62.7
65.3
21.2
4.1
-9.1
.2
3.0
05-73-03
|
No. 2 Diesel fuel...................................| 75.4
67.0
69.6
24.3
3.9
-9.2
5.1
0
05-74
|
Residual fuel 2/....................................| 56.2
61.1
60.9
12.8
-.3
.5
2.2
-.3
06-1
|
Industrial chemicals 2/.............................| 126.9
126.3
126.9
-2.1
.5
.2
-2.0
.5
06-21
|
Prepared paint......................................| 145.9
146.5
146.3
2.1
-.1
.6
.1
0
06-22
|
Paint materials 2/..................................| 143.1
141.4
141.4
.6
0
.5
-1.7
0
06-31
|
Medicinal and botanical chemicals 2/................| 127.9
129.4
129.2
.9
-.2
.2
0
-.2
06-4
|
Fats and oils, inedible 2/..........................| 116.1
135.5
147.4
18.1
8.8
1.8
2.1
8.8
06-51
|
Mixed fertilizers...................................| 116.3
115.0
114.7
2.8
-.3
.2
-.2
.3
06-52-01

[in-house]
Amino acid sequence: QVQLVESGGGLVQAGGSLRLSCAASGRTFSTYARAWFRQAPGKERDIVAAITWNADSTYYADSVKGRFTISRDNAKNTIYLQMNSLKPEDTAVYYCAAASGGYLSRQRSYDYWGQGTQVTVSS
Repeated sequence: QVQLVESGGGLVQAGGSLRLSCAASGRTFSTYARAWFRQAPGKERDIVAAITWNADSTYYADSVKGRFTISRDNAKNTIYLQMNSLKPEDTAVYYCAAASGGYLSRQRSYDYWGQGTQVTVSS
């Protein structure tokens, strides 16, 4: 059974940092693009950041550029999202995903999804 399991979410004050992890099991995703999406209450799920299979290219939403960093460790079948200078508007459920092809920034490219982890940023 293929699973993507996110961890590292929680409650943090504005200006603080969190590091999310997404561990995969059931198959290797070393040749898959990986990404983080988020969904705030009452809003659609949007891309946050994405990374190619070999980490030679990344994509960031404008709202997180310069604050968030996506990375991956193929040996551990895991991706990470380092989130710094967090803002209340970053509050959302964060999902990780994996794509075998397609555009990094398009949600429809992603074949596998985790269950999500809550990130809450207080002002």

|
Nitrogenates........................................| 135.1
124.9
121.1
-.3
-3.0
-1.9
-.2
1.0
06-52-02
|
Phosphates 2/.......................................| 122.6
115.6
111.9
4.0
-3.2
-3.1
-1.6
-3.2
06-53
|
Other agricultural chemicals........................| 146.2
145.3
145.5
.7
.1
.5
.3
.5
06-6
|
Plastic resins and materials 2/.....................| 127.7
132.6
134.7
-7.0
1.6
2.5
-.3
1.6
07-11-02
|
Synthetic rubber 2/.................................| 122.3
122.1
122.0
-5.4
-.1
-.1
.1
-.1
07-21
|
Plastic construction products 2/....................| 130.7
132.6
131.9
-3.2
-.5
.8
.8
-.5
07-22
|
Unsupported plastic film, sheet, & other shapes.....| 131.3
133.3
133.2
-2.1
-.1
.8
.1
.5
07-26
|
Plastic parts and components for manufacturing 2/...| 117.7
117.7
117.4
.9
-.3
.3
0
-.3
08-11
|